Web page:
Q&A: A variety of pets, master’s in nutrition, peanut butter, and jujitsu

April 18, 2019

Meet Lori Vollmer, OD, MS, FAAO, associate professor of Optometry and director of Residency Programs at Nova Southeastern University College of Optometry

Meet Lori Vollmer, OD, MS, FAAO, associate professor of Optometry and director of Residency Programs at Nova Southeastern University College of Optometry

Where did you grow up?
I grew up in Erie, PA. I lived there until I was about 15 years old, then we moved to Sarasota, FL. My father was stockbroker, and my mom was a stay-at-home mom. It was not my favorite year to move, right in the middle of high school. I think I was mad at my parents for a year. My father got a job offer as broker to move to a different firm, so we all moved down here.

How did you become an ophthalmic technician and why become an optometrist?
I graduated from the University of South Florida with a degree in biology. I happened to get a job working for an ophthalmologist, knowing nothing about the eye, then moved to work for a pediatric ophthalmologist who was my mentor. That practice was an externship site for fourth-year optometry students, so I had to train them.
After training students time after time and talking to them about optometry, I realized I should go back to school.  I knew that I liked the field but that I really wasn’t working to my potential as a COT. It wasn’t an easy path because it took me a couple of years. I was about 30 when I started optometry school.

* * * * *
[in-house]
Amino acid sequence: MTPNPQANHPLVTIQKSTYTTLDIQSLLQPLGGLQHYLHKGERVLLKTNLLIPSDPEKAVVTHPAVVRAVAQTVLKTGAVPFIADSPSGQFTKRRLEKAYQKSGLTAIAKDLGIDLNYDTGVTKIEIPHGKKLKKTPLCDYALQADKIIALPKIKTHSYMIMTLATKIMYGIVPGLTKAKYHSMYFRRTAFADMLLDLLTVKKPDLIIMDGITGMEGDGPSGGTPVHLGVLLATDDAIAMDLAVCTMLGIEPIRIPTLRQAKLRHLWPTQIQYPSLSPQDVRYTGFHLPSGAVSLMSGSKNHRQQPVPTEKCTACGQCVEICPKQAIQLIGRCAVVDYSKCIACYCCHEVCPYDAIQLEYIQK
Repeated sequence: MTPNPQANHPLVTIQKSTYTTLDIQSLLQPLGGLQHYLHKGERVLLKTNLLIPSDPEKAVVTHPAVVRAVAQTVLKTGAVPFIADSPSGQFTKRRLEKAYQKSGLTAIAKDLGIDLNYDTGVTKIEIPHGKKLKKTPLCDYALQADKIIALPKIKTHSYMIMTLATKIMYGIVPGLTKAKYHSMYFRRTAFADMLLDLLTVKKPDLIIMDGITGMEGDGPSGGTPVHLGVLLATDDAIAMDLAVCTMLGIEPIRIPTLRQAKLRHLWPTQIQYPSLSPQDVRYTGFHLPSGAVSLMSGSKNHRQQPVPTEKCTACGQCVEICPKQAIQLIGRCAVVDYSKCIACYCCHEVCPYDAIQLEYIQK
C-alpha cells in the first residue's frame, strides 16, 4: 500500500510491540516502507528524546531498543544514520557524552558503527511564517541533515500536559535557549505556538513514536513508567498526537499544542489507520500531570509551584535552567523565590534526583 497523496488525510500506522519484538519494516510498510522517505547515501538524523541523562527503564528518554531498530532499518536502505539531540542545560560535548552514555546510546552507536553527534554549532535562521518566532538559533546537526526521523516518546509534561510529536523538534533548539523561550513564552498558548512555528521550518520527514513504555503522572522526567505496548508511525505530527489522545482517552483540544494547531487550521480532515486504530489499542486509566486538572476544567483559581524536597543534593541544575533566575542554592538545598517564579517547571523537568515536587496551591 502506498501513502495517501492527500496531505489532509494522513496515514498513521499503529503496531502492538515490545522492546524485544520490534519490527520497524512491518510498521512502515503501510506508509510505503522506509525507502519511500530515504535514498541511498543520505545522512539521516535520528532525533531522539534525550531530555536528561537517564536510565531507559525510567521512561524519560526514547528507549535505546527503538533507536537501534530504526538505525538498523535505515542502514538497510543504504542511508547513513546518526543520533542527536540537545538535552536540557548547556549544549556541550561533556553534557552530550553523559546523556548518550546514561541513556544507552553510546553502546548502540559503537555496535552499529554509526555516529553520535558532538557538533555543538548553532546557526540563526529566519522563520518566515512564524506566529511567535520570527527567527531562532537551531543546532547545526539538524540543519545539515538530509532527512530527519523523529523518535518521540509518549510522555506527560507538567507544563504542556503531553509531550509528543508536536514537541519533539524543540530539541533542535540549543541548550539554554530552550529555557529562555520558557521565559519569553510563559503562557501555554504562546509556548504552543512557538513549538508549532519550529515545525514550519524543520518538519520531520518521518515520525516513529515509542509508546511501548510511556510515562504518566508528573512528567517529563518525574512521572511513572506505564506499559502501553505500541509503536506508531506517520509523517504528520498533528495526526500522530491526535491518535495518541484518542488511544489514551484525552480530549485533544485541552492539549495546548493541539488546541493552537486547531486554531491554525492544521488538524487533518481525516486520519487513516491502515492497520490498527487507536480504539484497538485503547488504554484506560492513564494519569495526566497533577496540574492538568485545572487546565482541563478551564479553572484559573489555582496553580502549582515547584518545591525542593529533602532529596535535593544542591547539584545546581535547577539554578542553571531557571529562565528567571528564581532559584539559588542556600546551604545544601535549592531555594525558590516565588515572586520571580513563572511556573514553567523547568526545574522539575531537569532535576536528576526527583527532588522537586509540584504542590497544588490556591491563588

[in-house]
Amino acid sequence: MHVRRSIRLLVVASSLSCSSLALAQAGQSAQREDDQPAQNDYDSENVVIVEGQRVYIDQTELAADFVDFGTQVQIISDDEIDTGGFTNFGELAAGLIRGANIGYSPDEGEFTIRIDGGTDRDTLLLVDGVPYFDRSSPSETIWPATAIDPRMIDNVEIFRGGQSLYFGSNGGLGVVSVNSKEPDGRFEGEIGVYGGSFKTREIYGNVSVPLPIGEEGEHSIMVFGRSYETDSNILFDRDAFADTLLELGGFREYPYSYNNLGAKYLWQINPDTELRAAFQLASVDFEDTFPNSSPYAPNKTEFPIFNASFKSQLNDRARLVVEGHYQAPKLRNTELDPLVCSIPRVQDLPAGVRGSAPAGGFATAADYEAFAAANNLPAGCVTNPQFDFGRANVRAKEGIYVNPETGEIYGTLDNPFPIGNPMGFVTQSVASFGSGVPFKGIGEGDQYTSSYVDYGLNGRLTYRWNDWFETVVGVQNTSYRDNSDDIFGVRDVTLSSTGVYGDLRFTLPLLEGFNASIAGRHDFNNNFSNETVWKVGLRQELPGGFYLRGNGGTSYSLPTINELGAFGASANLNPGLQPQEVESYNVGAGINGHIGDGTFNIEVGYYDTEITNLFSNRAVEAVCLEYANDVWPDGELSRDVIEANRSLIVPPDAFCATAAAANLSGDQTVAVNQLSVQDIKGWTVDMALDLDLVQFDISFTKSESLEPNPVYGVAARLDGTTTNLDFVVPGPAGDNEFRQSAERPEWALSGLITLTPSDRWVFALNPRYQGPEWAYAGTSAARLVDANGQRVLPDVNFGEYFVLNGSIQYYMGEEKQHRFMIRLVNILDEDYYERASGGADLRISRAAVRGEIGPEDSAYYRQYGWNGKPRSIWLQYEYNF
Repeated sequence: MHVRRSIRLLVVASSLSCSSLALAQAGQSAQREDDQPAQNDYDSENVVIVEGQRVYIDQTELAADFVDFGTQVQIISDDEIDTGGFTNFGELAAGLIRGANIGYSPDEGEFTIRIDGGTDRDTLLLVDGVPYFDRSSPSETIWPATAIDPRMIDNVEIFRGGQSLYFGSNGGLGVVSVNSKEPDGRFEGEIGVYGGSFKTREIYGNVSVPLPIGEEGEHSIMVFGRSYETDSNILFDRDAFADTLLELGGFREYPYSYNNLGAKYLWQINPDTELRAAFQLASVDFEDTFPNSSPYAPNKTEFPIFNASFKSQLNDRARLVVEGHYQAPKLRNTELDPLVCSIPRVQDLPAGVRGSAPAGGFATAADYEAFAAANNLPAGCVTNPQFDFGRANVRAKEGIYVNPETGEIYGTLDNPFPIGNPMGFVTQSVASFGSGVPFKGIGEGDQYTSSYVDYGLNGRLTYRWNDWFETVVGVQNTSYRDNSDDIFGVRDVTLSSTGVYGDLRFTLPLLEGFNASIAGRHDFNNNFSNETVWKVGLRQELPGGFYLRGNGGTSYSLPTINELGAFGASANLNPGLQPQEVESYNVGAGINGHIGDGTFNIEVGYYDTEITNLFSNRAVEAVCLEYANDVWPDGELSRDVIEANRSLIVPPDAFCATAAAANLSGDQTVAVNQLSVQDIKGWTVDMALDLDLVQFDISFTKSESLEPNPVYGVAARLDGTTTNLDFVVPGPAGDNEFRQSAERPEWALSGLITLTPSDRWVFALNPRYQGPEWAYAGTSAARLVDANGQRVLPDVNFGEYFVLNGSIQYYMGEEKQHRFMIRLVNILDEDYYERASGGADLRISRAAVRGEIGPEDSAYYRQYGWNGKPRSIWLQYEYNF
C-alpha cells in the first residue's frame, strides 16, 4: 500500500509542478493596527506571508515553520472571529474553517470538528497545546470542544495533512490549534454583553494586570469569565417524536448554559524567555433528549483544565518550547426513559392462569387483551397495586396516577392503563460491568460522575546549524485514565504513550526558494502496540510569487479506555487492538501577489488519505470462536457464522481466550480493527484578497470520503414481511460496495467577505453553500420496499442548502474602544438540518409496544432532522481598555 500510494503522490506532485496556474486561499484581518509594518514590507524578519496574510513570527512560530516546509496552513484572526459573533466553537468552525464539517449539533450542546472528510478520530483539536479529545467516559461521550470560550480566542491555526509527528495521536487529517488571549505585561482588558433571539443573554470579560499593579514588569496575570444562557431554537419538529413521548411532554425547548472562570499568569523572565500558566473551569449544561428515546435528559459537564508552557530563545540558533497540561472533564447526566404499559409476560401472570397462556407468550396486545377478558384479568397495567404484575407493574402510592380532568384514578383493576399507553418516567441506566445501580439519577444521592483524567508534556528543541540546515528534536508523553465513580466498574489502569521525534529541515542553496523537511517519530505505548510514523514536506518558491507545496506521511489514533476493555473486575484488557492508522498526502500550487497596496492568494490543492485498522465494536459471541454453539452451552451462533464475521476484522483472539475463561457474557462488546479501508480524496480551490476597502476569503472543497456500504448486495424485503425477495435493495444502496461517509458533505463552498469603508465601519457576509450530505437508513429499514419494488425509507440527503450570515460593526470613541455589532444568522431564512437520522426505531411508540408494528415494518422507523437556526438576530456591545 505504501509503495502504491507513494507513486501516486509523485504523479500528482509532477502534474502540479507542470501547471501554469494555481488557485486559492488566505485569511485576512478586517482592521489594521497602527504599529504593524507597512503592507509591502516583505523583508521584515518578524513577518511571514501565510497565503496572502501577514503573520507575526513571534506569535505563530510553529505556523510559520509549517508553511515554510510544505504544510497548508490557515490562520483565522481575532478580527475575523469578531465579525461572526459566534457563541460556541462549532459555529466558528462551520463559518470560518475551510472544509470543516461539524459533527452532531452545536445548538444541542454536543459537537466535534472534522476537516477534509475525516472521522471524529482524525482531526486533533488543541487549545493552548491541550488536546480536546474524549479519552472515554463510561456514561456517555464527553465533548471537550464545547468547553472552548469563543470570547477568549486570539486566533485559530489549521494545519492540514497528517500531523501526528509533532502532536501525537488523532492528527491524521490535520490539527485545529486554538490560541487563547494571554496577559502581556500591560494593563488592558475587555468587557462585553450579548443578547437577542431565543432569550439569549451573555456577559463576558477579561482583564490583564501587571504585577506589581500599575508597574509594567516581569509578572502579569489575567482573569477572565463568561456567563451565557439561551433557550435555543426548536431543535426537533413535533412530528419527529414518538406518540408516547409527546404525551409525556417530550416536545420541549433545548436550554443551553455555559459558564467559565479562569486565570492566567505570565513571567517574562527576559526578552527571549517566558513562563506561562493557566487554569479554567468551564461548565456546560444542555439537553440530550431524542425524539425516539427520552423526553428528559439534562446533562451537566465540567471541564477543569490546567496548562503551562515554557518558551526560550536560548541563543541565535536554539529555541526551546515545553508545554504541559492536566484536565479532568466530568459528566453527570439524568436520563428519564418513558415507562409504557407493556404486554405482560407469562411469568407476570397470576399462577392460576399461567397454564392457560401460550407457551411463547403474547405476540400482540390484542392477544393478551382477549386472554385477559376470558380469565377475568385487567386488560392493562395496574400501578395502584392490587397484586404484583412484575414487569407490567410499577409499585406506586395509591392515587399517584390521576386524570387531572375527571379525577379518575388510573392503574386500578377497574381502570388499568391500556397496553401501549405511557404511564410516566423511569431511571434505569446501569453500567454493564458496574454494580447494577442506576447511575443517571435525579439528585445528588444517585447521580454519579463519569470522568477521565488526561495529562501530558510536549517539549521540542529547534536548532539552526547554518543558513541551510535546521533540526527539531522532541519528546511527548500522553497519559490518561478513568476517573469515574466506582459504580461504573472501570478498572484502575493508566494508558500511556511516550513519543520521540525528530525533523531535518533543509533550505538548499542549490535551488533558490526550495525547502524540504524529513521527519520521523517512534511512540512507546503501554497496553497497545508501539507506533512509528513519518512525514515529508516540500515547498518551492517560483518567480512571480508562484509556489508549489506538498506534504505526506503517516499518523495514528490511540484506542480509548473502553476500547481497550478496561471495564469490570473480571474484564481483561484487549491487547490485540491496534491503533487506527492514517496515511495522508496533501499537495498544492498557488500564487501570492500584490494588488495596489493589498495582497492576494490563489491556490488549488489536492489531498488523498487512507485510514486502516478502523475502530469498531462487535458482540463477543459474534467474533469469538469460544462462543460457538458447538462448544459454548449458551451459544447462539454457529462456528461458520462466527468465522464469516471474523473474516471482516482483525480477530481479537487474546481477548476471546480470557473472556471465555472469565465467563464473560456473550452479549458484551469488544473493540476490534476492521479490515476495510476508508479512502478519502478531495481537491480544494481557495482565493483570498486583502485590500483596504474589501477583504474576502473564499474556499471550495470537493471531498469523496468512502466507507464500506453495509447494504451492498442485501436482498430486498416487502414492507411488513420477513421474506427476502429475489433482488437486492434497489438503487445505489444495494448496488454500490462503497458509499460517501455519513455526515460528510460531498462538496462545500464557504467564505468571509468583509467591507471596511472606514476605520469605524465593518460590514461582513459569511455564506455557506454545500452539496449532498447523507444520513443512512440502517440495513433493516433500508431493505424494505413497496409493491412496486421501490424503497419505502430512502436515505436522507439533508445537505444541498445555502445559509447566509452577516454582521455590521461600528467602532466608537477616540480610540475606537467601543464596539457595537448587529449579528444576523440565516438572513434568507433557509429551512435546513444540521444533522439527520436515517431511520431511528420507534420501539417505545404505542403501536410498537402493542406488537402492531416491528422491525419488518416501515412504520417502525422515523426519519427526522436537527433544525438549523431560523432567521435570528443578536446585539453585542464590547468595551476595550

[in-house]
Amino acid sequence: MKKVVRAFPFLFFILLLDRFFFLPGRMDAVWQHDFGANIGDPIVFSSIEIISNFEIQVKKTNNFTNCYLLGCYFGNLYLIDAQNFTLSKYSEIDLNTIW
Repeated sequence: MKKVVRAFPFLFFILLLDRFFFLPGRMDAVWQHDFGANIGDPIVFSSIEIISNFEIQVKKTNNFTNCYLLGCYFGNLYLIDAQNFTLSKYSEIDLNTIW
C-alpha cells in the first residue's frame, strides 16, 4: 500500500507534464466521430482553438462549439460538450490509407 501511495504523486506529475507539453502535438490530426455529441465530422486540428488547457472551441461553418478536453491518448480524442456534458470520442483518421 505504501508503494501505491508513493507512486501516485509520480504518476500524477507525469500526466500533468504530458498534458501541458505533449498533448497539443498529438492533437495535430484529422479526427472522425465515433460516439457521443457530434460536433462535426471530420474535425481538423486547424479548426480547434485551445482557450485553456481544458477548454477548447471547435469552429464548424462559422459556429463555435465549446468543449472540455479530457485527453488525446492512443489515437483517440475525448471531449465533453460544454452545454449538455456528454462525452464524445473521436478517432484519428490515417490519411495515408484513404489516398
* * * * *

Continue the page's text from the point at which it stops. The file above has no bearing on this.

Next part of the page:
Previously by Vernon Trollinger: Q&A: Sharing space with another OD, ODs on the front line of primary care, and Motorcycle Weekend

Why ocular disease?
As a technician I was always interested in asking how did this happen and why is this happening and trying to understand it. When I was a student, I gravitated to that topic. When I was a second-year student, I started to tutor in ocular disease. When I became a resident, the dean still had me come back to tutor. [Laughs]
Because I worked for a pediatric ophthalmologist before I went to school, I thought I was going to do pediatrics. It’s a little secret that I actually do know how to do pediatrics, I don’t tell people that.